Have we discovered what is truly important in our lives?

Father John A. Kiley

Ninety-year-old evangelist Billy Graham has announced through his son that he is not in the running for unofficial White House chaplain, an informal position he has sometimes held in previous administrations.

This grand old man of traditional Protestantism has managed to maintain respect among the assorted Christian and non-Christian church families in the United States for many decades.

Possibly the Reverend Robert Schuller of Anaheim’s Crystal Cathedral might also approach a similar non-denominational esteem within America’s civil society. Catholics and other Americans warmed to the gruff but affectionate demeanor of Richard Cardinal Cushing, mid-century religious confidant of the Kennedy family and later of Mrs. Onassis. Archbishop Fulton J. Sheen was also one of those religious celebrities who transcended denominational differences, gaining access to many assorted venues. Pope John XXIII in his day might also have enjoyed this position as universally accepted spokesperson for religion in public life. The Dahli Lama remains a less vocal but still visible worldwide spiritual symbol.

These religious personalities of the latter part of the 20th century were fortunate that they thrived in an era when the general Christian consensus endured intact and respected. The Bible was still the word of God. The Ten Commandments expressed a generally accepted natural law. Church attendance was reassuring. Divorce was the exception. Reproductive experimentation was unknown. War protesters were considered the fringe. Sexual preference was rarely voiced. Patriotism was a virtue; family life was clearly defined. Sadly and gradually, the old Protestant consensus began to fall apart in the late 1950s. The Catholic consensus began to unravel after the Second Vatican Council. By the turn of this new century, religious thought was broadly and contentiously divided between liberals and conservatives, progressives and traditionalists, modernists and reactionaries. It would be difficult to nominate a universally accepted voice for the Christian community today.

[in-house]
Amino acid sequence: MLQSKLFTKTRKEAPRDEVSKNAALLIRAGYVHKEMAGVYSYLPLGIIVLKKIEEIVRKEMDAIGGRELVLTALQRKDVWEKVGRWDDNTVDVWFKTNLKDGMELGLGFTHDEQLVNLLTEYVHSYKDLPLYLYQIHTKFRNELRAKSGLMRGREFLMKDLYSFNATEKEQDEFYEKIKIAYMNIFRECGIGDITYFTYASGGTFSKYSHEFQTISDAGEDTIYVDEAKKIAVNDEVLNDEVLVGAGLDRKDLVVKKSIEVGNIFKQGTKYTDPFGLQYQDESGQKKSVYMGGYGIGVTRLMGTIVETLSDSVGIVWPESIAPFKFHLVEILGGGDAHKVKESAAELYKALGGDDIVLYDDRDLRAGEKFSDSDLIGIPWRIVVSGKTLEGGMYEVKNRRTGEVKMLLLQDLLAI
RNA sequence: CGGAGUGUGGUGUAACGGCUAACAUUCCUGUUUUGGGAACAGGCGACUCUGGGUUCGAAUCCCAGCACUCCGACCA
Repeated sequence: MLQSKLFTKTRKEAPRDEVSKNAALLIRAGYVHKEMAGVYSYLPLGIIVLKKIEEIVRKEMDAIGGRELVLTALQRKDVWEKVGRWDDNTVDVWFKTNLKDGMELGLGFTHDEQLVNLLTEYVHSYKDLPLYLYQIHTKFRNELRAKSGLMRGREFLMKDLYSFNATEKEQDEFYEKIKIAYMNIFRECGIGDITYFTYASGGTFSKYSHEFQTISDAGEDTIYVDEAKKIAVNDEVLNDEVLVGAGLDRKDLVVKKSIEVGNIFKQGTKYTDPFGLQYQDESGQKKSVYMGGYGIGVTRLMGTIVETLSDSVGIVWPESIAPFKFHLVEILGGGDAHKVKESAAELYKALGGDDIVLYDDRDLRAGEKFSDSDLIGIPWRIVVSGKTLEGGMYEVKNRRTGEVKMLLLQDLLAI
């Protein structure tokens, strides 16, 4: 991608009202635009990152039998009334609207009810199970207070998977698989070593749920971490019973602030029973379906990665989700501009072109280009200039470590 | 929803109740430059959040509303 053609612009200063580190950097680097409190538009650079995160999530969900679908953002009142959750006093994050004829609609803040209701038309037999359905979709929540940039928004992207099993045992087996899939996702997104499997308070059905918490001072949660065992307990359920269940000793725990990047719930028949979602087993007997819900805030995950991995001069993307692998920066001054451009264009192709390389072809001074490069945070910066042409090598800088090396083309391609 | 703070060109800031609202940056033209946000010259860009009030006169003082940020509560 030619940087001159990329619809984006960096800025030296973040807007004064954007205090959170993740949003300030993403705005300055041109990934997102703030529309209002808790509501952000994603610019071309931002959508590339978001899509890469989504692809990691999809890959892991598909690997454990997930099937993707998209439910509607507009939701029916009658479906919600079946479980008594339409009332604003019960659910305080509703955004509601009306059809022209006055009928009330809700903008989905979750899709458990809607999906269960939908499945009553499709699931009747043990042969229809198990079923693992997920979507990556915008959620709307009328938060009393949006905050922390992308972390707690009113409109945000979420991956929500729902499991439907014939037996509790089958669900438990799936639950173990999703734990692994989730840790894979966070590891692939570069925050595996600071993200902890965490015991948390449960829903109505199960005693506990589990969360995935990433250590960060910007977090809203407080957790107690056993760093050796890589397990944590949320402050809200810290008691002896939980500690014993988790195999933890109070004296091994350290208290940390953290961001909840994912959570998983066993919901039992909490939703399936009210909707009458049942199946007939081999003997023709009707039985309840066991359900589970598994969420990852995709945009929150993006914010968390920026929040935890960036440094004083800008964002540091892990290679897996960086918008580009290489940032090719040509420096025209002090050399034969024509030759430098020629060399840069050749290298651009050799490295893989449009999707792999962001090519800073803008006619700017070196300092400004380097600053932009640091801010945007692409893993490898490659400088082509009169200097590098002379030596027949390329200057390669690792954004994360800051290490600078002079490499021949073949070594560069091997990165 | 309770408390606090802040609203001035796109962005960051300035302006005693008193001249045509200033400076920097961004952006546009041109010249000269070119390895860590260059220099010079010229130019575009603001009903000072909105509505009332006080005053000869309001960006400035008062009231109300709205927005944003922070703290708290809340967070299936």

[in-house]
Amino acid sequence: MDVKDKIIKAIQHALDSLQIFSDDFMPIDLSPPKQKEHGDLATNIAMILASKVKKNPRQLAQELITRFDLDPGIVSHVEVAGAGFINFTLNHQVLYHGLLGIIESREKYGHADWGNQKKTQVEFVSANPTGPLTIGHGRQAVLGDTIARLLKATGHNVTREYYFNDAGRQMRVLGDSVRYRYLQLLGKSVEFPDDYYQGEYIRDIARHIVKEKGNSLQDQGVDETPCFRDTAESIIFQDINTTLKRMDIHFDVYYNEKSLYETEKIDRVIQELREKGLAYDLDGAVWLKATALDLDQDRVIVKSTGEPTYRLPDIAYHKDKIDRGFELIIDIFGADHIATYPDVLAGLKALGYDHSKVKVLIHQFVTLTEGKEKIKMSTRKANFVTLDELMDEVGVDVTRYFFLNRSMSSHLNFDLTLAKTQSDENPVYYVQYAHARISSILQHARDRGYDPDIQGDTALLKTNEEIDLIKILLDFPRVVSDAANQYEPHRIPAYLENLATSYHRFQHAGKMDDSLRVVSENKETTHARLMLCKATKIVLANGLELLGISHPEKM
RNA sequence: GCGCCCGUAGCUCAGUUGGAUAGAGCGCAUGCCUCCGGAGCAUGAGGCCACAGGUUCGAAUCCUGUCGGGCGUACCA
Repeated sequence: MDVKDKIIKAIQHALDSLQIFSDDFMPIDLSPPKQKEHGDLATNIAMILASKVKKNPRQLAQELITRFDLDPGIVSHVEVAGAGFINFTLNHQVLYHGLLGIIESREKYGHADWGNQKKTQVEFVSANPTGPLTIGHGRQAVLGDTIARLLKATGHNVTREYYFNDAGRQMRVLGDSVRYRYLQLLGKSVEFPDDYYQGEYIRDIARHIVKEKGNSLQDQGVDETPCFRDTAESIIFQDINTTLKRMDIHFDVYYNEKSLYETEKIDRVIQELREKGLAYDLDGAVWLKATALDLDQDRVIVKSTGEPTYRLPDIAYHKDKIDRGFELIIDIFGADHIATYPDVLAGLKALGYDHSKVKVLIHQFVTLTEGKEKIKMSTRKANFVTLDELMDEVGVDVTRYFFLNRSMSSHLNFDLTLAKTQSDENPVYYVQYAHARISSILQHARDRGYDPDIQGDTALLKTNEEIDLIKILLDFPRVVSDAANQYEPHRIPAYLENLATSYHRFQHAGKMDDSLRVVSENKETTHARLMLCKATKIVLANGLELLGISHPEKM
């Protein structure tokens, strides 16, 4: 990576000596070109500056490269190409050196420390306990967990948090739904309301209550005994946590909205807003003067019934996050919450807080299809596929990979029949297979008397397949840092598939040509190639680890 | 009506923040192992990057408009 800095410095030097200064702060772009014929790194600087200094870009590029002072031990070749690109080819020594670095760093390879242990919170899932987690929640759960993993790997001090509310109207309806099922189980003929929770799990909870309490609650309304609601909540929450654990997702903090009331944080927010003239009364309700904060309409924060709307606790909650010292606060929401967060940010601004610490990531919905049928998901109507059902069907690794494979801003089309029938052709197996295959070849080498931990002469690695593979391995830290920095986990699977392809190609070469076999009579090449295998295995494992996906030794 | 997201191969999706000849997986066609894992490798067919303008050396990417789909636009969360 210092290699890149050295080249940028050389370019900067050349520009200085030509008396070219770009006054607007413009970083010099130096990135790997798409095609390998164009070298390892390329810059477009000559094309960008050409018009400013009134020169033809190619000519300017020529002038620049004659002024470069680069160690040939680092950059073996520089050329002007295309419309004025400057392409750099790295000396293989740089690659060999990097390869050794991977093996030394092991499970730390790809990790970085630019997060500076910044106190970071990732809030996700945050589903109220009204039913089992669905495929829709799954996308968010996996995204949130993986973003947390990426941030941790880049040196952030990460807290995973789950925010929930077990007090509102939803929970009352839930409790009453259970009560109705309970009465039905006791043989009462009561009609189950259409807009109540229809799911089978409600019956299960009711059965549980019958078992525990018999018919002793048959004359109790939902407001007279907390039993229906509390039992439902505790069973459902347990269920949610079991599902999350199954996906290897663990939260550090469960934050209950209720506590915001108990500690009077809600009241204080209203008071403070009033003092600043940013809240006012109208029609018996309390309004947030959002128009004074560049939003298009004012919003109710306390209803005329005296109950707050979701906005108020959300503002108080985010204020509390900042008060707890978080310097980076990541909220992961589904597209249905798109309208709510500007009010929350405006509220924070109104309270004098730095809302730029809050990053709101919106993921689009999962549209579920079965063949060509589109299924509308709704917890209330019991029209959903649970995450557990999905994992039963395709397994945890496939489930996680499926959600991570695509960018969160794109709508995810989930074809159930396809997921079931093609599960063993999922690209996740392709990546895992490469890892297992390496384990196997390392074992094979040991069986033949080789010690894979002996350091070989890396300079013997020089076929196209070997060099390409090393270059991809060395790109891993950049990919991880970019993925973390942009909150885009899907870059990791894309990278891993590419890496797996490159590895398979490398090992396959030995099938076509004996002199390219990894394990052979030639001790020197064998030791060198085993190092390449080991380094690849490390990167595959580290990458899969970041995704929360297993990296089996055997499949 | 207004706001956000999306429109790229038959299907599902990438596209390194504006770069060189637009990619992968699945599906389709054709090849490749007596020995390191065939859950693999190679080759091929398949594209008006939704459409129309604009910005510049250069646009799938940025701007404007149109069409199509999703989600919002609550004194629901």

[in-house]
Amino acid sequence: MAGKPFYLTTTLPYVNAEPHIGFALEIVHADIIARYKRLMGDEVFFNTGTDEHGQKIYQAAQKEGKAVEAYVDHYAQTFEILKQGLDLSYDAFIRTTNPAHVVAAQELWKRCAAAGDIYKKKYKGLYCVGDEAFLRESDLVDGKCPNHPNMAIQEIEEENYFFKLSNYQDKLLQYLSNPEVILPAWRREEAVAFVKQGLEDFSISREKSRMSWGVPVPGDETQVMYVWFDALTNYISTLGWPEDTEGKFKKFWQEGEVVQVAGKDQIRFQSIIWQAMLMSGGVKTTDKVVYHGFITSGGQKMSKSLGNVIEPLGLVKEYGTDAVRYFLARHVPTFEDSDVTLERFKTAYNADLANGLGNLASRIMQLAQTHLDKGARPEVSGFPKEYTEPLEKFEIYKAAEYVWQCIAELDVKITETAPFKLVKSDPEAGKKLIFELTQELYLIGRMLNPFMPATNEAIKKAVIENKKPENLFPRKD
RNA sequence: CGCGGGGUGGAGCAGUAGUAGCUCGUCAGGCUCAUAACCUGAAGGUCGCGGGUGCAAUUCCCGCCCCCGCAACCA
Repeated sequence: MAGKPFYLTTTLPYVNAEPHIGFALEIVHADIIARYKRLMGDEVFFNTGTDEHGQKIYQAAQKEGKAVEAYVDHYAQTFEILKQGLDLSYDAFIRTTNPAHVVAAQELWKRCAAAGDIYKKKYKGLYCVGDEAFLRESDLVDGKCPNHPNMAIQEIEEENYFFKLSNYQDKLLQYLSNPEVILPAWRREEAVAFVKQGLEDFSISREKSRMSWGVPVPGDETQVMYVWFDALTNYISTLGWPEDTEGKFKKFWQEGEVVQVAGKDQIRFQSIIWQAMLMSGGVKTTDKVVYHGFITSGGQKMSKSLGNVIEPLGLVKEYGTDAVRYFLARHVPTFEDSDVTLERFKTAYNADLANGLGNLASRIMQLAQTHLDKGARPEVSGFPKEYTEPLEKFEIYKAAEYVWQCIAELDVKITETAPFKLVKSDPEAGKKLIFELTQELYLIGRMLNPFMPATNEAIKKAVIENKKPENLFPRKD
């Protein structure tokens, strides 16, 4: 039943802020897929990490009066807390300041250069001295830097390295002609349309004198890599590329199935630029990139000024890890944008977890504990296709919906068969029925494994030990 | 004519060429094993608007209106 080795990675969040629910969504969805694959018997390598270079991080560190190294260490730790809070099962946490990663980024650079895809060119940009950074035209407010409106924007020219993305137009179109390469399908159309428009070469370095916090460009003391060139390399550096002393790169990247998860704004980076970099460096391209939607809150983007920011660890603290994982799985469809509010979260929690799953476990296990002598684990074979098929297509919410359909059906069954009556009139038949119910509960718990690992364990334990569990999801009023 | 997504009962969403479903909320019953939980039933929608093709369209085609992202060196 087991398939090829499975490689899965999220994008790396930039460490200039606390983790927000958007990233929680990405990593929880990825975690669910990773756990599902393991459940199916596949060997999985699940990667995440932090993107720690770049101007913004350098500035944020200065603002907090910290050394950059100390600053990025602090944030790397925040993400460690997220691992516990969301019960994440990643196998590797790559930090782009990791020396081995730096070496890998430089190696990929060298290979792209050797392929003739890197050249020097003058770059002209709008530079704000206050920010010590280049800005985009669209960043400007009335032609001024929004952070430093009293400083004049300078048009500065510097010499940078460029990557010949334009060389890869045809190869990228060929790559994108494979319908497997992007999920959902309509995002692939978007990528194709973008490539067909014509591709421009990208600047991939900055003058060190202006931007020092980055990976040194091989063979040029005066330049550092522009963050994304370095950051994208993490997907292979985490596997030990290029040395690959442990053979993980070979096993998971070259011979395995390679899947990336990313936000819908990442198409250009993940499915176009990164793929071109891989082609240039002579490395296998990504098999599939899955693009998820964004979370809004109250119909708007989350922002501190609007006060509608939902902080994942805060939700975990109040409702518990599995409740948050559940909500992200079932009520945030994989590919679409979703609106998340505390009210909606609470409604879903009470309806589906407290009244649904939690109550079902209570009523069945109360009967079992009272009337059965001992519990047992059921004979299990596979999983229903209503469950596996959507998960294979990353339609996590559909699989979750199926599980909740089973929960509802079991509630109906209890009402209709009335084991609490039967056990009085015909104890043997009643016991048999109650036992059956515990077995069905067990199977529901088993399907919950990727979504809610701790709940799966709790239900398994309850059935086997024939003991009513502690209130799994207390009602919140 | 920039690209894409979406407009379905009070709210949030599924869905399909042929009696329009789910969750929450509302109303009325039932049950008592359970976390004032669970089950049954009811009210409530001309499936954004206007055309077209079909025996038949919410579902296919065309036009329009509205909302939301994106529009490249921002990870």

Pope John Paul II was a religious genius for many but an out-of-touch Pole for others. Pope Benedict XVI is an eminent theologian in some minds and a regressive traditionalist to others. Father Richard McBrien speaks obviously for the left; Father John Neuhaus writes unmistakably for the right; Andrew Greeley thinks he is in the middle. EWTN buoys up many traditional believers; the National Catholic Reporter thrills its liberal fans.

The attempted ordination of women energizes some and scandalizes others. Some blush at same-sex unions and others embrace the prospect. Iraq is viewed as a duty by some and as a disgrace by others. The recent elections testify to a blatant pluralism within American Catholicism. Some fault the bishops for speaking too clearly on abortion and immigration; others regret that the bishops did not speak plainly enough on the war and the economy. As Yeats wrote prophetically decades ago, “Things fall apart; the center cannot hold; mere anarchy is loosed upon the world.”

Freedom of religion has sadly degenerated into freedom from religion, actually freedom from a religious consensus, freedom from religion in public life. Any harmony inspired by common religious values is seen as an infringement upon individual liberty. Each American today lives with his or her own private beliefs. A religious consensus is viewed as a menace to religious freedom, not a support to national destiny. America is threatened, not strengthened, by strongly held beliefs.

Still, the venerable observer of early American life, Alexis de Tocqueville, wrote, “Despotism may govern without faith, but liberty cannot.” Lacking a tyrant, a free people need to share strong, inner convictions to guide them through life. For a free people, inner convictions are more important than external laws; a consensus is more important, frankly, than a constitution.

John Adams knew this when he remarked that the American constitution was made “only for a moral and religious people.” Citizens need values that are both loftier and deeper than any written text; otherwise there cannot be any principled continuity, any enduring community, any shared sense of country. Christian tradition recognizes not only priests and kings but also prophets – men and women who summon mankind beyond rituals and beyond laws to the common ground of human nature and the noble ideals of the divine call.

John the Baptist challenged the people of his day to recognize what was truly central, truly integral, truly fundamental to their lives. A similar voice is needed again today.